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Finding the key to competitiveness


The latest European Competitiveness Report examines the factors which help or hinder firms’ economic growth. Amongst its key messages is that companies which trade across borders are more productive than those which do all their business in their home country. A second message is that high-growth firms are found in all EU Member States and in all sectors of the economy. Now in its 11th annual edition, the 2008 European Competitiveness Report aims to assess the state of European economies, relative to each other and to the United States of America, and identify issues on which efforts could be focused to improve the overall competitiveness of European firms. At macroeconomic level, the 2008 report shows that the gaps in labour productivity between EU Member States have been decreasing, i.e. the less productive economies are improving faster than the more productive. However, labour productivity in the EU has grown less strongly than in the USA in the past decade. These macroeconomic findings in the 2008 report, it should be noted, are based on data which do not yet reflect the recent economic downturn.


 Firms which engage in trade across borders are more productive than their counterparts which do not participate in international trade. In terms of labour productivity, exporting firms perform between 3 and 10% better than non-exporting companies, the report finds. Moreover, a similar productivity premium is observed in importing firms, and an even stronger one in firms engaged in foreign direct investment (FDI). The literature is divided as to whether more productive firms are more likely to export, or whether exporting leads firms to become more productive. Although there is stronger evidence for the first of these, in many case both will apply. Estimates suggest that by reducing the costs of trading in the Single Market by a further 5%, EU firms would increase productivity by 2%.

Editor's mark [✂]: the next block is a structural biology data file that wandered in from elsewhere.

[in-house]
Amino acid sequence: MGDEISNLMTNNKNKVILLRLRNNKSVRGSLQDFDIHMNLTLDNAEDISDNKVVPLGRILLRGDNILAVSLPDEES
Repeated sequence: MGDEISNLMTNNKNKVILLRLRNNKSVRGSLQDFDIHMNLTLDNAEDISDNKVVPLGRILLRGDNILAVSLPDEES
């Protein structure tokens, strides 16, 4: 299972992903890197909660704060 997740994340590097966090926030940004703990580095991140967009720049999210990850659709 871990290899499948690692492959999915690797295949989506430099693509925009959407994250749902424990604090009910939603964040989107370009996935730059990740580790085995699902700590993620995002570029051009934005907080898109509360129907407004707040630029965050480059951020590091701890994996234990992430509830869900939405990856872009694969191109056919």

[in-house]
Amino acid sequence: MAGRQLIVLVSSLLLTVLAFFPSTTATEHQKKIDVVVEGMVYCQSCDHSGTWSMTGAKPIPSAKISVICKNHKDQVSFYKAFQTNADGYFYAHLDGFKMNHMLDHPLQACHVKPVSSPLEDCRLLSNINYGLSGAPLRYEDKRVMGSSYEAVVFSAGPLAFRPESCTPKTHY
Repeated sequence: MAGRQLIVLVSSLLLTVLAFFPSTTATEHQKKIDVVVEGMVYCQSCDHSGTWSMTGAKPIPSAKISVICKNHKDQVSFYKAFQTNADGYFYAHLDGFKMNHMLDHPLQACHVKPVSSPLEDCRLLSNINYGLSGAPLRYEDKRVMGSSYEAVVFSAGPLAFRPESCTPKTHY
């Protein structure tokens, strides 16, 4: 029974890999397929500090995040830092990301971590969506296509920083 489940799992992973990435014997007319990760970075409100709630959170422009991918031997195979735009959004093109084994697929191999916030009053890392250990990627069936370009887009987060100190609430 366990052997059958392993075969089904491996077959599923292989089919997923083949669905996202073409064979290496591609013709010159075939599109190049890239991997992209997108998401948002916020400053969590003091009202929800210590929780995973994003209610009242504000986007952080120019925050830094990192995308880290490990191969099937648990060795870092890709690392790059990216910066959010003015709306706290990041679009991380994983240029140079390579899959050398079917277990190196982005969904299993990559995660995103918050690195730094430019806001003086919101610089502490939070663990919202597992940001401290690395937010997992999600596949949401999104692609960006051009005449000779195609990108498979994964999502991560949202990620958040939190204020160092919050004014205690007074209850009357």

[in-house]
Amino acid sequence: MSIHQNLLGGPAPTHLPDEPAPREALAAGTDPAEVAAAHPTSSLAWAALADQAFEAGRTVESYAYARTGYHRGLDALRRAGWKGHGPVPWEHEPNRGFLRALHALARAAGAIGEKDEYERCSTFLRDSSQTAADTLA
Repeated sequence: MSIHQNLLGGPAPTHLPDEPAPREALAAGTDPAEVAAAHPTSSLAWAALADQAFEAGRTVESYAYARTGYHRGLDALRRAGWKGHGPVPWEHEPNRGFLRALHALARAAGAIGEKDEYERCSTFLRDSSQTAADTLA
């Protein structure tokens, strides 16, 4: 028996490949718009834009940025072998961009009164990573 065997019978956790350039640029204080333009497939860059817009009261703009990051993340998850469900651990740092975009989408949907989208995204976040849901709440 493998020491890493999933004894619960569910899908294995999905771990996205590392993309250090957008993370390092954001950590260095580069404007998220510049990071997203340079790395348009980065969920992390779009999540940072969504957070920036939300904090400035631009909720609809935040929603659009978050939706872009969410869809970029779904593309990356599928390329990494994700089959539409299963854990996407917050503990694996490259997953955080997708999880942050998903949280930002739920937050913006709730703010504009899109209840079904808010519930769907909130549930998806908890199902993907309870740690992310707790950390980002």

Growing small firms

The Union’s Small Business Act, agreed last year, contains a set of initiatives to improve the business environment, making it easier to set up new firms and grow them into large companies. SMEs are the primary creator of jobs in industry, and fast-growing SMEs are recognised as making a major contribution to improving EU competitiveness. The report states that such high-growth firms are found in every Member State and in all sectors of the economy. The common factor is the entrepreneurial eye to spot and take on opportunities in the marketplace. High-growth firms in the EU-15 tend to be more innovative than average, whereas those in the new Member States have average innovation levels. In comparison to the USA, however, the EU hosts fewer high-growth, high-tech firms, which means the European economy is slower to seize opportunities in promising sectors.

Broader impact

The 2008 Competitiveness Report also considers the impact of the EU’s sustainable industrial policy and corporate social responsibility (CSR) on competitiveness. The evidence shows there is significant potential for EU firms to gain in competitiveness through opportunities in the market for environmentally friendly products. In CSR, the report finds evidence of a contribution to firms’ competitiveness, in particular in the areas of human resources recruitment and retention, reputation and innovation. A positive approach to CSR is seen not only as protecting value but creating it, and more and more firms see CSR as an essential part of developing their position relative to the competition."

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